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  • Writer's pictureReece Bithrey

Album Of The Week - Chicago - What's It Gonna Be, Santa?

(Picture Credit - Barnes & Noble)

Following up last week's crooning from Dean Martin comes something a little more groovy with Chicago's reissued 2003 Christmas record, What's It Gonna Be, Santa? .

Chicago offer a completely different take on some of your favourite Christmas classics on What's It Gonna Be, Santa? and over the course of a twenty-track album, are sure to get you into the festive spirit. Since it's such a long album, we'll pick its best bits and discuss those a little more.

Winter Wonderland gets the ball rolling, with the trademark horns in the background really setting the tone nicely, with Robert Lamm's vocal working brilliantly, as well as the backing vocals from the rest of the band. Let It Snow! Let It Snow! Let It Snow! instead allows Jason Scheff to take lead vocals and it's fair to say he does a fantastic job. Once again, the horn sections add a bit of edge over other covers of this Christmas classic, and allow the song to flourish brilliantly.

Moving along a couple of songs, This Christmas does slow it down for something silky smooth. Admittedly, it's a properly soulful song that's only helped along by that light electric guitar and of course, the horn section. As one of the album's standouts, it's hard to look past how fantastic this track really is. The Christmas Song follows on another few songs down the line, in-keeping with the classic Chicago sound, making this iconic song their own. There's a bit more to it with this cover, especially with a higher tempo and that wonderfully rhythmic sound.

Rudolph, The Red-Nosed Reindeer covers another Christmas staple and allows the Nile Rodgers-like guitar to drive this great rendition forwards. Lamm's vocal is both passionate and soulful at the same time, working well with the backing to get the second half of this record off to a flying start. Sleigh Ride keeps spirits high, with bass notes becoming a little bit more prominent compared to the preceding tracks, and letting the horns take a bit more of a back seat. It's a welcome change and does add a lot to this already sterling record.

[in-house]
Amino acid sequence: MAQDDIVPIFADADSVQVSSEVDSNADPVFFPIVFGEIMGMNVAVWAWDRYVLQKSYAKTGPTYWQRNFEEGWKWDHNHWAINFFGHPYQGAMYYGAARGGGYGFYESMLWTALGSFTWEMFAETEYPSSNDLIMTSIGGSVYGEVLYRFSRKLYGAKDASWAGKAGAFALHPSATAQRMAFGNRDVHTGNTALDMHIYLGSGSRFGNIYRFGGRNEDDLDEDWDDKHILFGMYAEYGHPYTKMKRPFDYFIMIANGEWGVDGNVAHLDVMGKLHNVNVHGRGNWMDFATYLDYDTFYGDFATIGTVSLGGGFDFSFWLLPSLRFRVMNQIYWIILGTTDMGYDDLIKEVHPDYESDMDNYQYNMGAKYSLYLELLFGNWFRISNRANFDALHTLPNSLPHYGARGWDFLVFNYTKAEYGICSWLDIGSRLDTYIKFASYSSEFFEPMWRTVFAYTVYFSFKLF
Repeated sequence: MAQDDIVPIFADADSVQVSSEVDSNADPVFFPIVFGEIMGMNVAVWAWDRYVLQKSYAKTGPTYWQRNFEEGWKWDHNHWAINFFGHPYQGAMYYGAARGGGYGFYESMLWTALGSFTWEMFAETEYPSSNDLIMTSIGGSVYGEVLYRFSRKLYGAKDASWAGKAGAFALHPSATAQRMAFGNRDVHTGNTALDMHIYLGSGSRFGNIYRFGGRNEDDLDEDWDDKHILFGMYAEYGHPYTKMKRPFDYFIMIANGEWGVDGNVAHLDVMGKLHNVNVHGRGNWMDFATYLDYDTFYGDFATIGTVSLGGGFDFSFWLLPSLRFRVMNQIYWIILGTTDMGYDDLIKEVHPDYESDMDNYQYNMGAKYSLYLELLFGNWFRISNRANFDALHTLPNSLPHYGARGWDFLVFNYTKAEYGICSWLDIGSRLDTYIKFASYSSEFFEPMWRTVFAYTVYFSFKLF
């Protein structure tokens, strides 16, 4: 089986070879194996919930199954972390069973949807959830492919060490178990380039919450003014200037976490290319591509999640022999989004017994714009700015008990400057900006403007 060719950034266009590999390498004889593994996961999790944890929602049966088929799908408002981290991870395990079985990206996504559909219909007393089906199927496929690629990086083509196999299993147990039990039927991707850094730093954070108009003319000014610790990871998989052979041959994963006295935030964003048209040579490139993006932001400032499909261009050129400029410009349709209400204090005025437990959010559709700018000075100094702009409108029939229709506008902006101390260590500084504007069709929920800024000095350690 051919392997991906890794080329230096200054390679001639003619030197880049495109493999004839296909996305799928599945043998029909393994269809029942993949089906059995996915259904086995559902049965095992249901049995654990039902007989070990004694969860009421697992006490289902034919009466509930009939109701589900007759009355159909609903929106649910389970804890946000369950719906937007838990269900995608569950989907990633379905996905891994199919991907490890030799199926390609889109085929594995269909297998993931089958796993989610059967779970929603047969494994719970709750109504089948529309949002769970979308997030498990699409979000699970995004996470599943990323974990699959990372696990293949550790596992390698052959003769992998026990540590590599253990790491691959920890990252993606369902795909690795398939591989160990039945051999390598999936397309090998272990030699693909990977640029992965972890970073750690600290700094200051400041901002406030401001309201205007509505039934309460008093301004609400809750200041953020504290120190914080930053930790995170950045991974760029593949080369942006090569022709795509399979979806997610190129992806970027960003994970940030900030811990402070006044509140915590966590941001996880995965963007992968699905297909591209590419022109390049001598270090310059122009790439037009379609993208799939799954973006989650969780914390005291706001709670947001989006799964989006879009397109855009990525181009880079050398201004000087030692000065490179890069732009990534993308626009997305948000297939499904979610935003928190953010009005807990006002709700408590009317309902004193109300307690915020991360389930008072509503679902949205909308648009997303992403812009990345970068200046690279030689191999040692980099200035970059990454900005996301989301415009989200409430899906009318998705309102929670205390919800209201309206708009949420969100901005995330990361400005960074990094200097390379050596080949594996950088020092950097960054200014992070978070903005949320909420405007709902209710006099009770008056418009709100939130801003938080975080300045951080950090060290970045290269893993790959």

Christmas Time Is Here allows for something that resembles crooning in a way, especially given the slowed-down nature of the song. However, that doesn't make it any less brilliant. It acts as a nice balance to some of the up-tempo songs explored on the first half of What's It Gonna Be, Santa?, especially with the standout horns appearing once again and supplementing the song perfectly. God Rest Ye Merry, Gentlemen is the legendary rock band's reimagining of one of the festive period's most traditional songs. With the usage of drum loop and neat little guitar riff, it allows Jason Scheff to explore what is one of the album's best vocals. The guitar solo that's also present does make for a nice addition and when used in conjunction with the horns, makes this the album's best song.

One Little Candle acts as the penultimate song from What's It Gonna Be, Santa? with a timeless message about love and light with the inclusion of a children's choir. Despite only being just over a minute long, it's one of the album's best additions, with the choir really hitting the message home delicately. White Christmas finishes off the album in the way it started, with another groovy rendition of a Christmas classic. There's plenty of depth in sound here that lets this particular song fly nicely and is guaranteed to get everyone smiling on Christmas morning.

What's It Gonna Be, Santa? really is an album to enjoy during this festive period. It reimagines some of your festive favourites in a way that only Chicago know how, complete with soulful vocals and a sumptuous horn section. It's one of the most timeless Christmas records you'll ever hear.

If you want to pick up a copy, I’ll leave an Amazon link here:

Or, if you’d prefer, here’s a Spotify link:

More merry musical magnificence to come next week!


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